Last & Best of the Piston Engine Fighter Aircraft.

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Tommy Cookers
Tommy Cookers
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Re: Last & Best of the Piston Engine Fighter Aircraft.

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in the glorious 1950s when only the cream of society flew our taxpayer's BEA used (the American) Coffman starting .....
on the (Hercules) Vikings and (Centaurus) Ambassadors
the passengers of course were preconditioned with drink
electric inertia starters can also be fun - taking ages to wind up to a 20000rpm ? howl

a surprisingly interesting read ...
the historian author apparently giving alleigance to an engineering god, Hemi ...
https://www.enginehistory.org/Piston/Be ... W1AESB.pdf

it mentions eg the Sunbeam Arab procurement 'scandal' related to the deficient articulated god geometry
it also shows how many 'open liner' engines even in WW1 were working towards .....
the inevitable dethroning of the 'closed liner' engines such as the N****r L**n .....
(whose creators even years later refused their governments request for open liner design)

J.A.W.
J.A.W.
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Location: Altair IV.

Re: Last & Best of the Piston Engine Fighter Aircraft.

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Tommy Cookers wrote:
Sat Apr 30, 2022 9:26 am
in the glorious 1950s when only the cream of society flew our taxpayer's BEA used (the American) Coffman starting .....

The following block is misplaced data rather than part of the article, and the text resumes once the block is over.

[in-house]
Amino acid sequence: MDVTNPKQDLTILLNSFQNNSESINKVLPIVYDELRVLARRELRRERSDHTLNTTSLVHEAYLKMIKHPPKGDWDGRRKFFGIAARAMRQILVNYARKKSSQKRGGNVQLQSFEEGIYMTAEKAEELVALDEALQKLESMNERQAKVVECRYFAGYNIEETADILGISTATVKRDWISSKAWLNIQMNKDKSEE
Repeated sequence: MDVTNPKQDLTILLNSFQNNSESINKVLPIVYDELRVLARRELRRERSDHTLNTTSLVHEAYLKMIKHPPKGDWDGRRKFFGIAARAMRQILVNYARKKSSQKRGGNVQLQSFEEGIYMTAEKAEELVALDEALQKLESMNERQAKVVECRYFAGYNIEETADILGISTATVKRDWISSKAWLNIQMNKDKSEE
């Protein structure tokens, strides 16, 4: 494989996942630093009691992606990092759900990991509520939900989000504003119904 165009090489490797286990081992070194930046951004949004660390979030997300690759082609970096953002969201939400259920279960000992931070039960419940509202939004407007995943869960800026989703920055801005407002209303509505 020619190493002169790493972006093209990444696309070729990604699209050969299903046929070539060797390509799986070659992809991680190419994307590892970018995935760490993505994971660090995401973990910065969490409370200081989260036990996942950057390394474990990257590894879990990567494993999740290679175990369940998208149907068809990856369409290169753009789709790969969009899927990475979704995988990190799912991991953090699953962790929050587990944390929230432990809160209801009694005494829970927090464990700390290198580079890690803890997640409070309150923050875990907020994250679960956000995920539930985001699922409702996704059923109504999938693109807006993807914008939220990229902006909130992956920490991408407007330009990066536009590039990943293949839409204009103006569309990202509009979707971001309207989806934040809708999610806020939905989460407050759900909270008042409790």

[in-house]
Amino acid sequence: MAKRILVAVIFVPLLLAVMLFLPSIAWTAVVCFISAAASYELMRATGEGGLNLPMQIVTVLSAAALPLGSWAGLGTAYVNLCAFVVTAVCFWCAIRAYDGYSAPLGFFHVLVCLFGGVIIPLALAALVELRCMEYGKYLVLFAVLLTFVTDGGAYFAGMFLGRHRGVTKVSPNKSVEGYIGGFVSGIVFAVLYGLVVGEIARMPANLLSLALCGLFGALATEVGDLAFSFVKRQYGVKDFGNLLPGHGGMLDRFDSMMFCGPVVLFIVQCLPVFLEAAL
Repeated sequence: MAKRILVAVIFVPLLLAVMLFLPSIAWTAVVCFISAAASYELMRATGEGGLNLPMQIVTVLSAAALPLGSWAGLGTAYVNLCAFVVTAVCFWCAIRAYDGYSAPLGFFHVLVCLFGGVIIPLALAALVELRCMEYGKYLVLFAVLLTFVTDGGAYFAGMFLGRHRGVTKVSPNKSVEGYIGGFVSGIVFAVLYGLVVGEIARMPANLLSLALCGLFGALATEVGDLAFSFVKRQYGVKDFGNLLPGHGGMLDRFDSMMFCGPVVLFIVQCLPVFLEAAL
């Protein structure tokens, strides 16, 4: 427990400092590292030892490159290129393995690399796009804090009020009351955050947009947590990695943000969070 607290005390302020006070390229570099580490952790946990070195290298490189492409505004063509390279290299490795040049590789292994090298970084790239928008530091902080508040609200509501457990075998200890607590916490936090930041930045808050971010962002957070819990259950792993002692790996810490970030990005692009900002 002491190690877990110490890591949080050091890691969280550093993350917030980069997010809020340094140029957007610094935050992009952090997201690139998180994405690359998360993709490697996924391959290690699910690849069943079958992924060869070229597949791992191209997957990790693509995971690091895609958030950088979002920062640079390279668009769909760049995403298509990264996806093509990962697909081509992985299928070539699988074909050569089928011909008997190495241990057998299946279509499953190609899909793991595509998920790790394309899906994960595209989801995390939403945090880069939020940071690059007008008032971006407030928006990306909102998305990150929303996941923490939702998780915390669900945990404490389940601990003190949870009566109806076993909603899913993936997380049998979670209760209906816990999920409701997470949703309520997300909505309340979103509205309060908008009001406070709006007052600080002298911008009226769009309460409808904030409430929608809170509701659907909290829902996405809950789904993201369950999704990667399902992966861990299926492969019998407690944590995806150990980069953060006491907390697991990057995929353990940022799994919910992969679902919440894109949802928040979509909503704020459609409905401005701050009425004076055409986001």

on the (Hercules) Vikings and (Centaurus) Ambassadors
the passengers of course were preconditioned with drink
electric inertia starters can also be fun - taking ages to wind up to a 20000rpm ? howl

a surprisingly interesting read ...
the historian author apparently giving alleigance to an engineering god, Hemi ...
https://www.enginehistory.org/Piston/Be ... W1AESB.pdf

it mentions eg the Sunbeam Arab procurement 'scandal' related to the deficient articulated god geometry
it also shows how many 'open liner' engines even in WW1 were working towards .....
the inevitable dethroning of the 'closed liner' engines such as the N****r L**n .....
(whose creators even years later refused their governments request for open liner design)
The author appears to misapprehend 'hemi', as it appends to combustion chambers, including the
most efficacious placement of spark plugs, & the effects of compression-ratio/fuel grade.

He fails to mention the Napier Lion at all, which is not unexpected - since it makes the Liberty V12
he so chauvinistically eulogises - seem like a proverbial corporate camel, compared to a thoroughbred.

The record-breaking early post-war trans-Atlantic non-stop & trans-continental endurance flights
flown in the Vickers Vimy didn't use Liberty-power either, so are also to be ignored, of course.

How many Liberty-powered machines won the Schneider Trophy or took the Land Speed Record?